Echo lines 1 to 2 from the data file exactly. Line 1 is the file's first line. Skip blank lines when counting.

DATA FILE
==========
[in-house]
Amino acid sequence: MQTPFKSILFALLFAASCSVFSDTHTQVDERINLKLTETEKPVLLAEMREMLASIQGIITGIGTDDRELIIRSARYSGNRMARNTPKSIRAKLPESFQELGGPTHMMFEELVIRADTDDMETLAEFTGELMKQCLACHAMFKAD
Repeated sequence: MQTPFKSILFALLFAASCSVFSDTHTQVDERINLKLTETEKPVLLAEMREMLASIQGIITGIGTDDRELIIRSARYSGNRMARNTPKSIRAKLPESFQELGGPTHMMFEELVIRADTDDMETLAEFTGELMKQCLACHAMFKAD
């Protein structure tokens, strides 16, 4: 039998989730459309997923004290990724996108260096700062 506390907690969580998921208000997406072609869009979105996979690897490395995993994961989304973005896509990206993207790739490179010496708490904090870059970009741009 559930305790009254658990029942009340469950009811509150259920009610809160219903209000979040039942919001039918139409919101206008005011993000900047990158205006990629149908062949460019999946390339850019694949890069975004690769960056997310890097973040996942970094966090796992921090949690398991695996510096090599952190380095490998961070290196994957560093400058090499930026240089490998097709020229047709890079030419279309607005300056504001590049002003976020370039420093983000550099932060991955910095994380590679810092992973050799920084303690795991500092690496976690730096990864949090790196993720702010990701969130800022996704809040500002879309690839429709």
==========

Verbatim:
[in-house]
Amino acid sequence: MQTPFKSILFALLFAASCSVFSDTHTQVDERINLKLTETEKPVLLAEMREMLASIQGIITGIGTDDRELIIRSARYSGNRMARNTPKSIRAKLPESFQELGGPTHMMFEELVIRADTDDMETLAEFTGELMKQCLACHAMFKAD